Thank you. It took me 30 years to tell my story not worrying about everyone else as I had done for so many years. I have been to the same beach unable to breathe. Thank you for articulating the unspoken burdens that follow us until they are kicked in the ass with 'our' story. Well done .

  2. Amy December 30, 2015 10:22 pm

    Thank you. It took me 30 years to tell my story not worrying about everyone else as I had done for so many years. I have been to the same beach unable to breathe. Thank you for articulating the unspoken burdens that follow us until they are kicked in the ass with 'our' story. Well done .

  3. Unknown December 31, 2015 1:51 am

    Coincidentally, just before reading this, I read that Bill Cosby had finally been charged for rape. The courage of that one woman, encouraged by the courage of so many other women who broke their shamed silence, made this possible. As you so eloquently stated, whatever action you take, whether you indeed take any action, is beside the point. The point is that you have broken your silence and, in so doing, taken back your life. I am in awe of your courage, your integrity, and your affirmation of your life and of life itself. I really admire you.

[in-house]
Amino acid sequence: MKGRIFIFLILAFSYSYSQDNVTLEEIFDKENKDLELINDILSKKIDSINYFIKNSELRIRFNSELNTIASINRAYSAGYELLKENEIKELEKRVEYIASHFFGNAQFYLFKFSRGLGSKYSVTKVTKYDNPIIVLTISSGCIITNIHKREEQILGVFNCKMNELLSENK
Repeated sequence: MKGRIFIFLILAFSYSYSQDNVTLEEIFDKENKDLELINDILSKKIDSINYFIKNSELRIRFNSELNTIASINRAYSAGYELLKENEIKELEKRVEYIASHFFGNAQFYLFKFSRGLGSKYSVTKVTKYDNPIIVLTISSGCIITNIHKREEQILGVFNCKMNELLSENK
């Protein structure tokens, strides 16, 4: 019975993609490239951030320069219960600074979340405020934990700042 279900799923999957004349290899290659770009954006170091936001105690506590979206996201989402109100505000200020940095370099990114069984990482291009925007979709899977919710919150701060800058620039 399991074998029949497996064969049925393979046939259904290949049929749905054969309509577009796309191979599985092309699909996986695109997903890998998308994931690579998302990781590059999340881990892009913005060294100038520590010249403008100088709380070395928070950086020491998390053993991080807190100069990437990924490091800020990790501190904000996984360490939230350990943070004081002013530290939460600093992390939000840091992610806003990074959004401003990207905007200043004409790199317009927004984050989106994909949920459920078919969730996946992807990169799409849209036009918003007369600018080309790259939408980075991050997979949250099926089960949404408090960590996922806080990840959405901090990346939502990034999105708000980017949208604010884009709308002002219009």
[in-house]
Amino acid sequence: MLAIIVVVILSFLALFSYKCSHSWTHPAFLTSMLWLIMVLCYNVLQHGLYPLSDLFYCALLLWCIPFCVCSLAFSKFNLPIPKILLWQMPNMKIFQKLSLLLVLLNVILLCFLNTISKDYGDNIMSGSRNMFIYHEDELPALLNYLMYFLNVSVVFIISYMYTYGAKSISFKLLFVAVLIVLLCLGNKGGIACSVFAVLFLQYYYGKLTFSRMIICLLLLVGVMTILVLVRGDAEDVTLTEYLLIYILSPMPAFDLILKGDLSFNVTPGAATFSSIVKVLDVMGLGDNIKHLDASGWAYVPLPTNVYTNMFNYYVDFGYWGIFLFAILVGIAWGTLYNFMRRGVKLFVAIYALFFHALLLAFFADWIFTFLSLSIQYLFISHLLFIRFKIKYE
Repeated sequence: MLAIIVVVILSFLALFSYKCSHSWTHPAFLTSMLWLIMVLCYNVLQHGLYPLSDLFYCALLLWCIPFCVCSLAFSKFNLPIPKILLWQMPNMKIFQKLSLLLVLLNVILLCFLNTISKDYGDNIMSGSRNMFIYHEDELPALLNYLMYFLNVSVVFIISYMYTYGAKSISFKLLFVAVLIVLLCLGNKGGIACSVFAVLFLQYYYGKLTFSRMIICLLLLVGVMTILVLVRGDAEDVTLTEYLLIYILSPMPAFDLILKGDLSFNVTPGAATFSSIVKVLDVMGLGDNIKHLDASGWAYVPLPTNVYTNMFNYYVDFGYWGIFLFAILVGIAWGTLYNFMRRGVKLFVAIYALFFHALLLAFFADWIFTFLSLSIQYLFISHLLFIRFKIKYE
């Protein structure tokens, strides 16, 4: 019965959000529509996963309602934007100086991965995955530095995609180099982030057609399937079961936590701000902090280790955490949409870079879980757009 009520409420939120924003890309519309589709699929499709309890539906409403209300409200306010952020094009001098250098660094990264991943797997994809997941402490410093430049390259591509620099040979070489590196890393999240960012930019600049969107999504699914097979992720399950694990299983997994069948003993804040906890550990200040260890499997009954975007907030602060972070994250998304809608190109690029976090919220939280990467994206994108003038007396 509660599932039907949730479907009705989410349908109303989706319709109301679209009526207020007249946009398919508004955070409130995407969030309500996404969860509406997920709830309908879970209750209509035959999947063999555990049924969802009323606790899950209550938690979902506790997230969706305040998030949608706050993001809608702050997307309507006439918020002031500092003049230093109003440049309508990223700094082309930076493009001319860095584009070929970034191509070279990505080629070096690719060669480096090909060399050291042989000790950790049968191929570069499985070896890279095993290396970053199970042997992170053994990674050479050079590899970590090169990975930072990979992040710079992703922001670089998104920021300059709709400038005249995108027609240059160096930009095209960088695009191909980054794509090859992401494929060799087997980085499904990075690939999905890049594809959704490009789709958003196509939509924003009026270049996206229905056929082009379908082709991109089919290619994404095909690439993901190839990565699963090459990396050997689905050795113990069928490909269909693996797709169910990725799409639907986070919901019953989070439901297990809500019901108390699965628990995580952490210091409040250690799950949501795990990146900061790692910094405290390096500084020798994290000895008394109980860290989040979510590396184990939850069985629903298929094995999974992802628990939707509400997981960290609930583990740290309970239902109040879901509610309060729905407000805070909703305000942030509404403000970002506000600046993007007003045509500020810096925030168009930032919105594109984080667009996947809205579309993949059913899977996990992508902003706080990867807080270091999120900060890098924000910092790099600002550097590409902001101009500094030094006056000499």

4. Unknown December 31, 2015 1:51 am

    Coincidentally, just before reading this, I read that Bill Cosby had finally been charged for rape. The courage of that one woman, encouraged by the courage of so many other women who broke their shamed silence, made this possible. As you so eloquently stated, whatever action you take, whether you indeed take any action, is beside the point. The point is that you have broken your silence and, in so doing, taken back your life. I am in awe of your courage, your integrity, and your affirmation of your life and of life itself. I really admire you.